GMO Canola in the Flathead

Canola Field in Lower Valley

by Catherine Haug, August 1, 2012

A few weeks ago, canola fields were in bloom all around the Flathead valley. You will recognize them by their bright yellow blooms as in the photo by Devvi Morgan, right.

But despite their sunny look, their disposition is not so sunny. Most, if not all, of these crops are Roundup-Ready® Canola (1), a GMO crop. This means that even IF the GMO aspect were harmless (which I don’t believe is the case), these crops are heavily sprayed with Roundup to control weeds. They may also be heavily sprayed with insecticides. These sprays are then present in the air we breathe and get into the groundwater, and can contaminate our drinking water.

Did you know that canola seeds spread rapidly and cross-pollinate with many other brassicas  including turnips, broccoli raab, some kales, rutabaga, and possibly radish and broccoli, according to research at Oregon State University? This means that if you have any of these growing in your garden, their seeds could be contaminated with GMO DNA from the canola. If you are a seed saver, you may not want to save these.

Apart from the GMO aspect, canola poses other health risks.

Canola (short for Canada Oil Low Acid) is a hybrid version of the rapeseed plant, a member of the cabbage family. But unlike its cousins (cabbage, broccoli, turnips & mustard), rapeseed is toxic, containing significant amounts of erucic acid. (The primary toxic effects of erucic acid involves the heart and myocardial tissue).

Canola was developed to have significantly lower levels of the toxic erucic acid than the parent rapeseed plant. Its intended use was as livestock feed. It has since been widely used as a cooking oil, and in salad dressings.

While the original canola hybrid was created by genetic breeding, the majority of the canola crops grown today are the result of genetic engineering (GE or GMO), not only to introduce the Roundup-Ready aspect but also to further reduce the levels of erucic acid in the oil.

Health food claims

Canola oil is being marketed as a healthful food; many national chain restaurants such as McDonalds, advertise the use of canola oil in their deep fat friers and in their salad dressings. Health-food brands of salad dressings tout their use of canola oil. It should be noted that many of these brands use GMO canola oil. And it is a common ingredient in ‘healthy’ butter alternatives (margarine, etc.).

In my opinion, we would be wise to minimize the use of canola oil in general, and avoid all use of GMO canola oil. The best way to avoid the GMO is to buy products that are at least 85% Organic. (It should be noted that many so-called health-food brands are NOT Organic).

Not high-heat tolerant

Most seed oils, including corn, safflower, cottonseed and canola, are NOT heat tolerant. They are readily oxidized upon heating, producing free-radicals that are very damaging to health at the cellular level.

These oils should never be used for deep-fat frying and other high-heat cooking methods, because of the oxidation/free-radical issue.

They can be used in salad dressings and condiments like mayonnaise, but only if they are cold-pressed. Most seed oils are extracted using high heat and pressure, which, like high-heat cooking, oxidizes the oils and produces free radicals. Cold-press processing produces far fewer free radicals.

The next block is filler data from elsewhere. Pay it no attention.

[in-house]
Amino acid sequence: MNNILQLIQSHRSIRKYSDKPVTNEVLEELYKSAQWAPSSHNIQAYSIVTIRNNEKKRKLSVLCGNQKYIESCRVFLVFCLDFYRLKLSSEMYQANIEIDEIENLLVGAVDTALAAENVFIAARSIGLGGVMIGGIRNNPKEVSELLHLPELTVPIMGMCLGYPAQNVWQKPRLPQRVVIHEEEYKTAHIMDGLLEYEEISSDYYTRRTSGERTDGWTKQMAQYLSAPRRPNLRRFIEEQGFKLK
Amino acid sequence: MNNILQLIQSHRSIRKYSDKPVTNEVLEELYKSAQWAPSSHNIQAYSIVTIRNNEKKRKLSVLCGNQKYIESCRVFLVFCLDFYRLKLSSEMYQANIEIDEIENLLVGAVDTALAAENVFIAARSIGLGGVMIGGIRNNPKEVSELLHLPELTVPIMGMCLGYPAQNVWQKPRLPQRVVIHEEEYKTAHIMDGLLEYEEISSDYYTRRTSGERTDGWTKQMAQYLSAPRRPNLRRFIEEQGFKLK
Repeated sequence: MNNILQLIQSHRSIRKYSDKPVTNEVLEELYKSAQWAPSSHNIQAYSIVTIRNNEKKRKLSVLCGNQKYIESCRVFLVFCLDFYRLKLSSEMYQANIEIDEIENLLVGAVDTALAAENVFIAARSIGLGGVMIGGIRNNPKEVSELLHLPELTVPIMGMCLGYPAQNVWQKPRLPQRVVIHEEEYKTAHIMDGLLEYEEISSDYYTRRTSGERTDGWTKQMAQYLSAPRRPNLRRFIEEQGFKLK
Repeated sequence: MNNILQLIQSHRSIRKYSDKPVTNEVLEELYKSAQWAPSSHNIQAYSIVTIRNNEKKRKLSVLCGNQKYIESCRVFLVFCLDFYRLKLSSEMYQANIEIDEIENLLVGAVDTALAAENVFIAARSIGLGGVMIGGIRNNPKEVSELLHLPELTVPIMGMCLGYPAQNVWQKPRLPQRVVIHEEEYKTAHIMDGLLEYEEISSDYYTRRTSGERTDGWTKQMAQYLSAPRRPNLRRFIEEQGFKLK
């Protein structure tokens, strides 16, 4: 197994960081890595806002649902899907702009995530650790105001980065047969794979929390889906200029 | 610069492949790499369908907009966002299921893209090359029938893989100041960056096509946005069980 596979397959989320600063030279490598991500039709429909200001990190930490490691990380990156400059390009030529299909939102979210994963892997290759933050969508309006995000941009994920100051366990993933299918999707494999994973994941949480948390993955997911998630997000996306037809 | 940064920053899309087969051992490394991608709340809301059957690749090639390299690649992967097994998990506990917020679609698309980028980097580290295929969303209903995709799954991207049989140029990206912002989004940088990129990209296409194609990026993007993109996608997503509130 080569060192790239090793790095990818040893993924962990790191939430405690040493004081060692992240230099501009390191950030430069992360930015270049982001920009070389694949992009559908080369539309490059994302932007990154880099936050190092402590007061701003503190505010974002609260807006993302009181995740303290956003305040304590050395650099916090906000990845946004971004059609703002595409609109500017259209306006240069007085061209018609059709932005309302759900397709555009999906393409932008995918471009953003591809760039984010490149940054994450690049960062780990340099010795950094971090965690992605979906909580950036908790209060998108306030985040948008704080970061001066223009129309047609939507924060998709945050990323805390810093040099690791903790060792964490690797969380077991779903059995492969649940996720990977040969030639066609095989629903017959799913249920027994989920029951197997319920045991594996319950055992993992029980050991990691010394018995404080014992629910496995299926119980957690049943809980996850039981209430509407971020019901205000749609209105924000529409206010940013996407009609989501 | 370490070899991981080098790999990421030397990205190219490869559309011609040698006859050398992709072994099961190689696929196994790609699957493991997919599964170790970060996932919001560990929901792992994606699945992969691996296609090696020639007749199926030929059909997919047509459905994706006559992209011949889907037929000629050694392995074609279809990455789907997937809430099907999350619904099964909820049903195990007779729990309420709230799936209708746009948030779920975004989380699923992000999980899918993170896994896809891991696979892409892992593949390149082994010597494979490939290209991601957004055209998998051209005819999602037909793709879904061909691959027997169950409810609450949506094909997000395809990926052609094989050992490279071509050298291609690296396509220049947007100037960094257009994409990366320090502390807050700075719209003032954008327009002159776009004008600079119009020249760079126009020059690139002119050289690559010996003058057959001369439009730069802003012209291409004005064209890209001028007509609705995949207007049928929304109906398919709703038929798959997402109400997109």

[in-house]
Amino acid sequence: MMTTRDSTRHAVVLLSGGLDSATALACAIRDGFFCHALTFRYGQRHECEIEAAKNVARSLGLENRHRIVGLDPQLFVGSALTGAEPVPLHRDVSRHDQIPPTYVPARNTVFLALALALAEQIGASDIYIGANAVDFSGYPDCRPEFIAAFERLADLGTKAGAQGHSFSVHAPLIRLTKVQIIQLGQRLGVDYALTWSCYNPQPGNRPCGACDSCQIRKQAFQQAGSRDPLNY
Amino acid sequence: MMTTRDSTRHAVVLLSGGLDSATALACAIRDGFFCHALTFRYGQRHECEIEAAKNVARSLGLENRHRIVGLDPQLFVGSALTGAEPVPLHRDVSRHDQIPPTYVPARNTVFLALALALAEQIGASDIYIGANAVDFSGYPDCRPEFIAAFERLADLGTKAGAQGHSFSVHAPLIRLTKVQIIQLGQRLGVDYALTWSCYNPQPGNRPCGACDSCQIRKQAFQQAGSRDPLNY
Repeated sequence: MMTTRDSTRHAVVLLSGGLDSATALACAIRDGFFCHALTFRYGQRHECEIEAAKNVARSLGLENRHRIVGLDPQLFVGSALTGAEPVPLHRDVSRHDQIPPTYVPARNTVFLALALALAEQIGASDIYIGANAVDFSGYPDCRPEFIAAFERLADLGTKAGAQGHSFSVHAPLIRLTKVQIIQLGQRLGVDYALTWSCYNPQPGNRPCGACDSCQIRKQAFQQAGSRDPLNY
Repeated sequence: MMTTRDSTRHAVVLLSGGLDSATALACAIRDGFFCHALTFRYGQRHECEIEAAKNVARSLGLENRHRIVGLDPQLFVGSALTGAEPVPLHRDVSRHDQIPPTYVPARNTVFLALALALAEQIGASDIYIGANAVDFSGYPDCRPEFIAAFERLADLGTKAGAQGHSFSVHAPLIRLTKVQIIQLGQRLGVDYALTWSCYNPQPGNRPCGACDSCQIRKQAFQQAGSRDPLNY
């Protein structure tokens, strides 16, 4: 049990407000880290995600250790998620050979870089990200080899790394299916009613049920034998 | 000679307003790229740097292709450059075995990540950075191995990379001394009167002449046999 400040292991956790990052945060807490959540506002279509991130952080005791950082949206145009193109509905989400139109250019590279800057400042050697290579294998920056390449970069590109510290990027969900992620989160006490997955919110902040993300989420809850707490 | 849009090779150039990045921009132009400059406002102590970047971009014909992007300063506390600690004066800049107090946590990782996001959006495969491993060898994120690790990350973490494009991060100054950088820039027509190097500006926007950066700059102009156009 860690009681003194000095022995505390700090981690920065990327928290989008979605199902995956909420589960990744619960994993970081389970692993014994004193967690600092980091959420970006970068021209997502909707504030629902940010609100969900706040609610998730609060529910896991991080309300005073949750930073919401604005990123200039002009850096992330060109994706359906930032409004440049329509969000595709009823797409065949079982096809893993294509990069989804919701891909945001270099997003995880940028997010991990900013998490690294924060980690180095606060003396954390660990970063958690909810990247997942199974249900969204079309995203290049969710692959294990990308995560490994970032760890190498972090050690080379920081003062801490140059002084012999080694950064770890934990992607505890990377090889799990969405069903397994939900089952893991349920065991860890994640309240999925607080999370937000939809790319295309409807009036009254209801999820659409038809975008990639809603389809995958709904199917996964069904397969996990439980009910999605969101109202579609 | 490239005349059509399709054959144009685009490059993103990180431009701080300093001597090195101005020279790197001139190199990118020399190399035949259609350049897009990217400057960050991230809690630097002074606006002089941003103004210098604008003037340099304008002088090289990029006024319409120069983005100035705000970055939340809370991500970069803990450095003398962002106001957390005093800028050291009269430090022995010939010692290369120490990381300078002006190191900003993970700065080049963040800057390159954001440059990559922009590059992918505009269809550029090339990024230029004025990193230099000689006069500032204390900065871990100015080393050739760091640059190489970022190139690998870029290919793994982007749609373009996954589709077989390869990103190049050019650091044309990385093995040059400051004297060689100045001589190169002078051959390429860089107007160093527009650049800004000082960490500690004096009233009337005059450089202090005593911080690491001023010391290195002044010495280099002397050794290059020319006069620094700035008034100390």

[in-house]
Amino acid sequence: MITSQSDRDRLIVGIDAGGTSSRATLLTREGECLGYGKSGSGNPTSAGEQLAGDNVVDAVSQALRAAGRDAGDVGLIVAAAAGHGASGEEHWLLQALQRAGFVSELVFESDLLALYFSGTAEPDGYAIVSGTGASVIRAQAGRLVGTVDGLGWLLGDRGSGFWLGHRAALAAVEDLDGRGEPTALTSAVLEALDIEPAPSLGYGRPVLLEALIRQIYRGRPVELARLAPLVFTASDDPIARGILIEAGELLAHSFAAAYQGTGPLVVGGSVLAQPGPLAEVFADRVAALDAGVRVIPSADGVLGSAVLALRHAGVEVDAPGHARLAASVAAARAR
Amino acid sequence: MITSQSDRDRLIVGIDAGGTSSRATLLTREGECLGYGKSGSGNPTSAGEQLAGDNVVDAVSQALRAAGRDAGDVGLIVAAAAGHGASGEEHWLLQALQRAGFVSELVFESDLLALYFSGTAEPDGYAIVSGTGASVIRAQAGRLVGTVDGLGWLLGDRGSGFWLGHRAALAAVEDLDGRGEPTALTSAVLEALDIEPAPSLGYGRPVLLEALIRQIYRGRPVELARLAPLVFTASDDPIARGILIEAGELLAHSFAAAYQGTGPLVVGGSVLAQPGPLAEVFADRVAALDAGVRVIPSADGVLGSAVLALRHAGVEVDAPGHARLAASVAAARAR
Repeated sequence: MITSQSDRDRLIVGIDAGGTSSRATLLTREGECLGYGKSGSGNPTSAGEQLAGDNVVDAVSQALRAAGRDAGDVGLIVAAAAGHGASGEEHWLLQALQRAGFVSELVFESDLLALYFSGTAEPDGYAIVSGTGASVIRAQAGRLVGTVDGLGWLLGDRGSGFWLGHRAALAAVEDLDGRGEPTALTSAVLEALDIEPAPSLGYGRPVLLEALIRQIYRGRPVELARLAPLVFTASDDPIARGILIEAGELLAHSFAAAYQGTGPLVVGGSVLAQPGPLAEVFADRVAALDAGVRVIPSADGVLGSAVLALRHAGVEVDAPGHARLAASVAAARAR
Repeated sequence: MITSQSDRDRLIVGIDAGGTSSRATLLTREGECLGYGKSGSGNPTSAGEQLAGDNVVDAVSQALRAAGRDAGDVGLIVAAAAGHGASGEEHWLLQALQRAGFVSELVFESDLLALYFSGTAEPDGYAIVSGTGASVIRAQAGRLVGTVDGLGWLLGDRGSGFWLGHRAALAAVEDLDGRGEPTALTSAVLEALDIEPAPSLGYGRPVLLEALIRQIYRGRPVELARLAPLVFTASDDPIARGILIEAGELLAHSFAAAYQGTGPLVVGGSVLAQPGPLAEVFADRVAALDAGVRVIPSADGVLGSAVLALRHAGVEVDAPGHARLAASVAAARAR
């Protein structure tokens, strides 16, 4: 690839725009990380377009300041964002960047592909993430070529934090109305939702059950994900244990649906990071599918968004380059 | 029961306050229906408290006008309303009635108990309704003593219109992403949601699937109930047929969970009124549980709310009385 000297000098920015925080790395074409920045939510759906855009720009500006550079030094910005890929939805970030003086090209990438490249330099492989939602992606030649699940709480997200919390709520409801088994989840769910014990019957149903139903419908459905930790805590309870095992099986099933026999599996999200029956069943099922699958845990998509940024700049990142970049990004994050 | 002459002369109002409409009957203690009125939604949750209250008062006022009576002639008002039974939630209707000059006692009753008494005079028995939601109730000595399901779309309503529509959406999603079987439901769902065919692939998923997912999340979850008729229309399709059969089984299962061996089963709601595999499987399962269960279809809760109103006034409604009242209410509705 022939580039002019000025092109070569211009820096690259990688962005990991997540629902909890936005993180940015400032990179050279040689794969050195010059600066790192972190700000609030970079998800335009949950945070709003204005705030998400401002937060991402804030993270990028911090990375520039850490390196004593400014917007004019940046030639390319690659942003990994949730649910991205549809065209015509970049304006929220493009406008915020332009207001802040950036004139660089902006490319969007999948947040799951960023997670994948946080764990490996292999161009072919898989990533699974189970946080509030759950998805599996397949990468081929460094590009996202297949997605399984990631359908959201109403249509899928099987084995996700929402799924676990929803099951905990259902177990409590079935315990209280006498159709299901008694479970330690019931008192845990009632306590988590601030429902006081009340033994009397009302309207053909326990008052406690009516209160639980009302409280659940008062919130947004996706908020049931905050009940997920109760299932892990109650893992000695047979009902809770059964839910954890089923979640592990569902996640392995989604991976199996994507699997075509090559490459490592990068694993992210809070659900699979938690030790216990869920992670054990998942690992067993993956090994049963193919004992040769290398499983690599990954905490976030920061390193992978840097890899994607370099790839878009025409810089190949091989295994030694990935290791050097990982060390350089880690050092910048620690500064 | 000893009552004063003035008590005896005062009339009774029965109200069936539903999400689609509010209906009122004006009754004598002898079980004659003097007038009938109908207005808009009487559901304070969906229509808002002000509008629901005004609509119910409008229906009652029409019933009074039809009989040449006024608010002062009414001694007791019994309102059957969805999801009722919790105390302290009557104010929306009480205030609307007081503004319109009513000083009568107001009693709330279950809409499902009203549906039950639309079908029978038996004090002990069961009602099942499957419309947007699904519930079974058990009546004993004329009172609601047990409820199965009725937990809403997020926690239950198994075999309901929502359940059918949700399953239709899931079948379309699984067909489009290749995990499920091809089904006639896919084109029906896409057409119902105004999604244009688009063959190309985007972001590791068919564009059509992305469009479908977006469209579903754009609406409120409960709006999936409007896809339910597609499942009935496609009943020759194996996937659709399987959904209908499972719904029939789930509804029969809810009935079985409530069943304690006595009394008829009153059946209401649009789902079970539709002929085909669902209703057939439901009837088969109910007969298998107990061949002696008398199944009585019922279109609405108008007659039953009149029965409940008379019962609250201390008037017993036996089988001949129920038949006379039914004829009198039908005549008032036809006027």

Alternatives to canola oil

I personally favor the use of olive oil in my salad dressings, not only for the flavor, but also for its healthfulness. And I don’t use any seed oils for frying, favoring a mix of lard (that I render myself to avoid the hydrogenated commercial lard) and coconut oil. For baked products, I use butter, coconut oil and lard.


  1. Daily InterLake: Canola taking root in the Flathead, by Lynnette Hintze
  2. Handbook of Food Technology

3 Responses to “GMO Canola in the Flathead”

  1. […] In the film, a strong point is made about the rampant contamination of seeds with GMO genetic material. Not even Certified Organic is safe. And remember that some species, like members of the cabbage family, easily cross-pollinate. This means that seeds from mustard, kale and other brassicas you grow in your garden, could be GMO-contaminated, since canola is a popular crop in the Flathead Valley. The only way to know if the seed is contaminated involves killing the seed to examine its cells. See my earlier post: GMO Canola in the Flathead. […]

  2. Jay Hyatt says:

    There are a host of modern diseases that we have been FORCED to endure as a DIRECT result of the pesticide laden foods and the GMO crops that they are sprayed on. GMO’s are a scourge and the whole concept is unnatural.
    Diverticulitis and other related diseases are exploding in the Flathead Valley.
    Simply do not EVER consume ANY GMO products, do not EVER condone there use or growth and DO NOT support, associate with or do business with those who grow GMOs.
    Thank You.

  3. Catherine says:

    Thank you for your comment about GMOs. Essential Stuff Project (ESP) is a voice in the Bigfork community that speaks out against GMOs and the poisons that are applied to GMO crops. Right now, canola is coming back into bloom and it makes me angry all over again.

    The challenge is educating others about which foods likely contain GMO ingredients. Many people want to avoid GMOs but don’t know how. For example, cornmeal; if it doesn’t say Organic on the label, it likely is GMO. But if the label is Bob’s Red Mill, a reputable company, people assume it is GMO-free, even though it doesn’t say Organic. I avoid that particular product because it doesn’t say ‘GMO-free’ or ‘Organic’ on the label.

    If you have any ideas on how to help people know which foods are likely GMO, please send them my way and I’ll post them on our website. Also, if you want to read other articles on GMO, check out this link: GMO Articles (this site).